Libra has lost five key backers in just one day, dealing a huge blow to the fledgeling cryptocurrency and leaving it without a US payment processor
Facebook’s first foray into cryptocurrency has faced numerous obstacles since it was announced earlier this year. Some have been surmounted only by virtue of Facebook’s influence and power, a practice not too out of the ordinary for the online behemoth. However, this recent blow poses one of its biggest challenges yet.
Last Friday, five key players in Libra’s future bowed out, effectively seeing to it that Libra, if it was ever going to make it, might just have to do so with less help than it had initially anticipated.
Visa, Mastercard, Stripe and eBay all withdrew their support, along with South American payments company Mercado Pago. Just a week prior, PayPal also announced that they would not be involved in the future of the embattled cryptocurrency.
Speaking to The Verge, a Visa spokesperson said: “Visa has decided not to join the Libra Association at this time…We will continue to evaluate and our ultimate decision will be determined by a number of factors, including the Association’s ability to fully satisfy all requisite regulatory expectations.”
The mass exodus is no coincidence. The Libra Association is scheduled to hold its first meeting in Geneva this Monday. Members of the project will be asked to make binding commitments to the future of Libra, which hopes to rally support and secure partnerships for the struggling cryptocurrency ahead of its proposed 2020 launch – if it addresses all regulatory and privacy concerns.
Security and safety concerns pile on the pressure
Libra was announced earlier this year to little fanfare. Instead, many found themselves questioning the motives behind launching a cryptocurrency amid such intense scrutiny over its parent company’s privacy practices.
Calibra, the platform developed to store and process all Libra transactions using blockchain, was abruptly distanced from the social network in an attempt to reassure those concerned about Facebook’s checkered past.
In a post at the time, it said: ”Aside from limited cases, Calibra will not share account information or financial data with Facebook or any third party without customer consent…This means Calibra customers’ account information and financial data will not be used to improve ad targeting on the Facebook family of products.”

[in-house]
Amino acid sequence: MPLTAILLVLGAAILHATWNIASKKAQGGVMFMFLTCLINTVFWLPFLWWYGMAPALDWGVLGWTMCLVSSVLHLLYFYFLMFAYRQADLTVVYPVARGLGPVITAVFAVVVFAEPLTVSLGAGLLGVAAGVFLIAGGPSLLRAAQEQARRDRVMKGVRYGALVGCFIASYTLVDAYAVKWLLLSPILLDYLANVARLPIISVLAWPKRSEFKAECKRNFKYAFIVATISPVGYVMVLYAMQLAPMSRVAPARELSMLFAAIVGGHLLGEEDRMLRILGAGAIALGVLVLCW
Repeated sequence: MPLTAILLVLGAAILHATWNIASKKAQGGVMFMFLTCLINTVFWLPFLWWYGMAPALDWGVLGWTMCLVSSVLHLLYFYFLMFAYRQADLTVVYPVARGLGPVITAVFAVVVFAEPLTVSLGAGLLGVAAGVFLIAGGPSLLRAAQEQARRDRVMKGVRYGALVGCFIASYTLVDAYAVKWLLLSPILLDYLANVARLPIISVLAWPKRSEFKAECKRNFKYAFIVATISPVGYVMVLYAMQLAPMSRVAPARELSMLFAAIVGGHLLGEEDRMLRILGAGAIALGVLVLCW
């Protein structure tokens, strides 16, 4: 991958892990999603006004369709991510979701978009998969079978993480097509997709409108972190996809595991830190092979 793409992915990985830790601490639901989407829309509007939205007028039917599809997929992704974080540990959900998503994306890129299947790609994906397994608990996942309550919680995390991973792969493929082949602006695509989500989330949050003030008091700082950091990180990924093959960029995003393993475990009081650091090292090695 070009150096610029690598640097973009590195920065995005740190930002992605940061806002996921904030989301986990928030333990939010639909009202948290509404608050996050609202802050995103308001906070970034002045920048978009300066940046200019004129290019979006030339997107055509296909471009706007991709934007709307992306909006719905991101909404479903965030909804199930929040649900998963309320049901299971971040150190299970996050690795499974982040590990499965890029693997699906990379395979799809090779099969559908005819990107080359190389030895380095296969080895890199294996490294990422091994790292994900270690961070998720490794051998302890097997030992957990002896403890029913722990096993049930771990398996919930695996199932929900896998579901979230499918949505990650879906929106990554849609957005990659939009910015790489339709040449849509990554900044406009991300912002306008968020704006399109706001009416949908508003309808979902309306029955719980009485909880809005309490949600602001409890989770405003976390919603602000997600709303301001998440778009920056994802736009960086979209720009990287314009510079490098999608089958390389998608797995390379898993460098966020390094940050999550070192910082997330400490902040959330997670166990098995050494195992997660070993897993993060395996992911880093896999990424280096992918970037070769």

Mark Zuckerberg has again been called to testify, this time before the House Financial Services Committee. The Facebook chief will be the only witness at the hearing on October 23, entitled “An Examination of Facebook and Its Impact on the Financial Services and Housing Sectors.” A Facebook spokesperson said: “Mark looks forward to testifying before the House Financial Services Committee and responding to lawmakers’ questions.”
Agreeing to be brought before the house – a first since the 2018 Cambridge Analytica testimonies – shows that the company is eager to invite lawmakers and regulators to peer behind the curtain, if only a little, ahead of the launch. Zuckerberg knows that without their approval Libra will never be fully realised.
However, some are still not convinced. Its future continues to look uncertain amid sustained criticism from regulators, industry commentators and politicians.
In a press release reacting to the news of the payment providers’ recent withdrawal, US Senate banking committee member Sherrod Brown issued a stark warning to those who remain in Libra’s midst.
“Large payment companies are wise to avoid legitimizing Facebook’s private, global currency,” he said.
“Facebook is too big and too powerful, and it is unconscionable for financial companies to aid it in monopolizing our economic infrastructure. I trust others will see the wisdom of avoiding this ill-conceived undertaking.”